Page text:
As the New Yorker’s John Cassidy noted on Wednesday, Zuckerberg’s decision to spend his money in this way will still have ramifications on the average taxpayer, despite the structuring of his organization as an LLC. The rising wealth has led to the inevitable growth of a bubble subculture in the Valley, with backlash against arrogant, clichéd startup-types, who are mockingly referred to as “Glassholes” in reference to the now-defunct Google Glass. But while some technology entrepreneurs may be getting rich inventing lazier ways of doing your laundry or apps that objectify women, those who have garnered the most success seemingly want to invest in a better future. According to the Chronicle of Philanthropy’s Philanthropy 50 list, which compiles data on America’s biggest donors each year, 10 of the top 20 biggest donors of 2014 are from the technology world. The obvious ones are Bill and Melinda Gates, who got the top spot overall having donated nearly $2bn to charitable causes ranging from education in the United States to healthcare in thee developing world, through their eponymous foundation.

But there were several new, unexpected entrants too – Whatsapp founder Jan Koum, 39, gave 555 million dollars to the Silicon Valley Community Foundation, ranking him number 4 on the list. Google’s Sergey Brin who comes in at number 9, donated his $382m partly to Ashoka, a nonprofit that brings together social entrepreneurs to work on education, the environment, and women’s issues. The reason that tech founders are giving generously could be a reflection of the current financial environment – it’s never been easier to raise investment, valuations are peaking, unicorns and even decacorns – companies valued at ten billion dollars – abound.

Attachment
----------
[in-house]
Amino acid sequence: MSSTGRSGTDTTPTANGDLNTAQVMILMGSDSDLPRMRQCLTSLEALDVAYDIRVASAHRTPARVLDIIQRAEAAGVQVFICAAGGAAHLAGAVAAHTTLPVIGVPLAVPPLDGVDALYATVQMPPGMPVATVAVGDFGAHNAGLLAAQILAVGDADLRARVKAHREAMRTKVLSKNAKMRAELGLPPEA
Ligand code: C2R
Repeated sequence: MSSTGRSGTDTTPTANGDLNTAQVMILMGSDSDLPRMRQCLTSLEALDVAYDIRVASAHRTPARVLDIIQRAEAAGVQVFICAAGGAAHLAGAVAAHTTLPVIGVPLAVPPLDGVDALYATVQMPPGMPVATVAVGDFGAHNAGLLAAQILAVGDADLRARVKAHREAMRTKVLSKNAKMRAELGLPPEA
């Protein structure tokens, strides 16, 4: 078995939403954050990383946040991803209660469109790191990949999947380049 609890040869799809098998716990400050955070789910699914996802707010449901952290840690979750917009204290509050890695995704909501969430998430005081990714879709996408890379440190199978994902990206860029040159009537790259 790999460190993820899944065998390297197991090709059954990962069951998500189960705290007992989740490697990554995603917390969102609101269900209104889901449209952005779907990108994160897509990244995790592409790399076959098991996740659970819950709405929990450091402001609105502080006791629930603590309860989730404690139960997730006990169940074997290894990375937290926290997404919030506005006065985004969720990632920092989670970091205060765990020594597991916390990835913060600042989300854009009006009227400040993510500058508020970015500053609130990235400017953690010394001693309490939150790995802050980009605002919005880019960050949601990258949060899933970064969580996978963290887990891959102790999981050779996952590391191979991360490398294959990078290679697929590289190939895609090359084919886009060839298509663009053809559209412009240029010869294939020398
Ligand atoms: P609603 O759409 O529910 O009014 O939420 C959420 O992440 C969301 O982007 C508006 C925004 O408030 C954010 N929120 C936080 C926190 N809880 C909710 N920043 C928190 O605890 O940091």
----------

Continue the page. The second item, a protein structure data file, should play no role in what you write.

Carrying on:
Mr Koum said he wished to “set the record straight” on the nature of the partnership with Facebook Photo: Eyevine Sean Parker, for instance, has set up an allergy research centre at Stanford University with part of his endowment. The reason, he says, is partly because he suffers from anaphylactic allergies himself and wants to find a cure so his children won’t suffer the same crippling, life-threatening symptoms. Only two decades later, the memories have clearly not faded: just last year, he signed off the $19 billion sale of his company to Facebook at the very same welfare office. Zuckerberg’s previous donation of $100m to public schools in New Jersey is proof of what happens when money is mismanaged – it can do more harm than good. But ultimately, tech philanthropists are earmarking their money for our generation’s most gnarly social problems – healthcare, poverty, education, access to internet for all.